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ended across the Chickahominy in a semicircle around Richmond, from the James river to the strong position of Mechanicsville, had in the first two days of the contest been completely whipped by Jackson on the right, and that portion of his army north of the Chickahominy had been driven to the south side, where the subsequent engagements of Fraser's Farm on the 29th, Willis's Church on the 30th, and, last of all, Malvern Hill, drove him in rapid retreat to his unassailable place of refuge at Westover, on the James river. At this point a large flotilla of gunboats protected him from any further attack on our part, and numerous transports supplied him with abundant provisions, ammunition, and reinforcements. McClellan's retreat was indeed masterly, and too much credit cannot be paid him for the skill with which he managed to hold his own, and check the advance of our victorious troops at Malvern Hill. His final success, however, in saving his army, was due to the inexcusable tardiness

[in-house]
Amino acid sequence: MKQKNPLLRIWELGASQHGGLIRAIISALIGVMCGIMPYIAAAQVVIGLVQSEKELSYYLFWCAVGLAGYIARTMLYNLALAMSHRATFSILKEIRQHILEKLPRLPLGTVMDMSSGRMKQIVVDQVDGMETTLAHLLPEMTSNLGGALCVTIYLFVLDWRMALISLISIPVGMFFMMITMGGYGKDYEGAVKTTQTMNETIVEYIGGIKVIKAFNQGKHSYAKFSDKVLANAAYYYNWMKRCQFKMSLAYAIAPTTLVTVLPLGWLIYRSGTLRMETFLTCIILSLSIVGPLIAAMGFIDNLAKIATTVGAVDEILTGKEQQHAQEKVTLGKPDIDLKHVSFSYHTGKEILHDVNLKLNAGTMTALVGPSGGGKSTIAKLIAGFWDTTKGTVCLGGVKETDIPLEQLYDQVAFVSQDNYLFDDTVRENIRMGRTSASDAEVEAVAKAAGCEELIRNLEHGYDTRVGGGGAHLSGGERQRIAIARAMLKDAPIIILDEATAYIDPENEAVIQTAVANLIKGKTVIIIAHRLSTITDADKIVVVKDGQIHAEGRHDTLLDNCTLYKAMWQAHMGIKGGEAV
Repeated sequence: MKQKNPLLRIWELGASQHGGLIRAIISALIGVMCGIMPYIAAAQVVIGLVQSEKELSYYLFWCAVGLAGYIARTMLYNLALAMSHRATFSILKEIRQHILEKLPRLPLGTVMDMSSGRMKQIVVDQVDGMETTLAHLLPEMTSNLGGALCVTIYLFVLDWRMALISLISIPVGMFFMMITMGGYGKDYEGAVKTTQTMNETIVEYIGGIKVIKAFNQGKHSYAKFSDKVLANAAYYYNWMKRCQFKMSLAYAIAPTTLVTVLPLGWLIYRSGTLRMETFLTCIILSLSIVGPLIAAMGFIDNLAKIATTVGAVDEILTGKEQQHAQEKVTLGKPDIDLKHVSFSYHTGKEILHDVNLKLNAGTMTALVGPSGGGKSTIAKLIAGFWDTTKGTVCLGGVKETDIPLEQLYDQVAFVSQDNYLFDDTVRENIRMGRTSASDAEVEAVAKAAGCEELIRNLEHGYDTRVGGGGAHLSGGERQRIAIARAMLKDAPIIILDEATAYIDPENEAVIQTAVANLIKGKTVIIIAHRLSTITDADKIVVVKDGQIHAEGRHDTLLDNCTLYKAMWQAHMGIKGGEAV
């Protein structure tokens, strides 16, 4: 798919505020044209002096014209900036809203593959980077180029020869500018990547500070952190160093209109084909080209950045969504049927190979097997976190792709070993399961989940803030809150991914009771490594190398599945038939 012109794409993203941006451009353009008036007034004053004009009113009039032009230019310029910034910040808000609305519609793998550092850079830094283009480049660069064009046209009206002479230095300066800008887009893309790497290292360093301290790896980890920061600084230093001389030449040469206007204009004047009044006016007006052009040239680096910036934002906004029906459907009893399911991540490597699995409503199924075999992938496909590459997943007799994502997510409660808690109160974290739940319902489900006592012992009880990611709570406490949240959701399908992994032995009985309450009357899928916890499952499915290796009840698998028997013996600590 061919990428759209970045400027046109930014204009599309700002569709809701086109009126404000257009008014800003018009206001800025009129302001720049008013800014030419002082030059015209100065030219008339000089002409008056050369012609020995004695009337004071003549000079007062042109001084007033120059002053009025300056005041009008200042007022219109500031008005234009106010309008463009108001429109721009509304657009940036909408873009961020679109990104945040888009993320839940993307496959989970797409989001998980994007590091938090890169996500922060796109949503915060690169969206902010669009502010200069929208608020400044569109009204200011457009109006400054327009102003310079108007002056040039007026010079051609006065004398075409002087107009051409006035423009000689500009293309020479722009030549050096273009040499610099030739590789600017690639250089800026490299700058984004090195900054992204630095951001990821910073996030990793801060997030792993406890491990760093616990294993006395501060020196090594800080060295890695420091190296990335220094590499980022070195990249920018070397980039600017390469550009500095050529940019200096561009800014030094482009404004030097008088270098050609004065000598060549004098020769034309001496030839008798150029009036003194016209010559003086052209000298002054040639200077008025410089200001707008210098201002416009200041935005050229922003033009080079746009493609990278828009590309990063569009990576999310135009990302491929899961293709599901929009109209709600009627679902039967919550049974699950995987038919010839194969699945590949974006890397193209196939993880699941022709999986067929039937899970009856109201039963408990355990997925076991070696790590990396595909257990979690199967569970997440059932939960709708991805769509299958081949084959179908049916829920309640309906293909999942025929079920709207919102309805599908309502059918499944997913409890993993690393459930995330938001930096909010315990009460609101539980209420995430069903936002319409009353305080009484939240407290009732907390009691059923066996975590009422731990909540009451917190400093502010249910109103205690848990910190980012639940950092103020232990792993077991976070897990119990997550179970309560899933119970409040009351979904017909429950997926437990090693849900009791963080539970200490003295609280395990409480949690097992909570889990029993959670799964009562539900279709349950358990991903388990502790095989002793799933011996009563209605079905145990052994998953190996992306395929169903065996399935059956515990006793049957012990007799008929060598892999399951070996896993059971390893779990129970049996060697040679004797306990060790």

asted in salutes over the victory, no bonfires blazed, no windows were illuminated, and the general appearance of Richmond was in all respects unchanged from what it had been a month before. My business in Richmond was speedily transacted, and the following day, having procured an excellent horse, I set out with fresh courage and spirits to rejoin my General. Our army in the mean time had been pushed forward towards the James river, being close upon the enemy's formidable positions at Westover; and as I rode along, I heard from time to time the heavy ordnance of the gunboats, which threw their tremendous projectiles wherever the grey uniforms came in sight. Generals R. E. Lee, Longstreet, and Stuart had established their headquarters together in the extensive farmyard of a Mr Phillips, which spot I reached late in the evening, after a long and dusty ride. Here for a few days we enjoyed rest and comparative quiet. Our generals were often in council of war, undecided whether or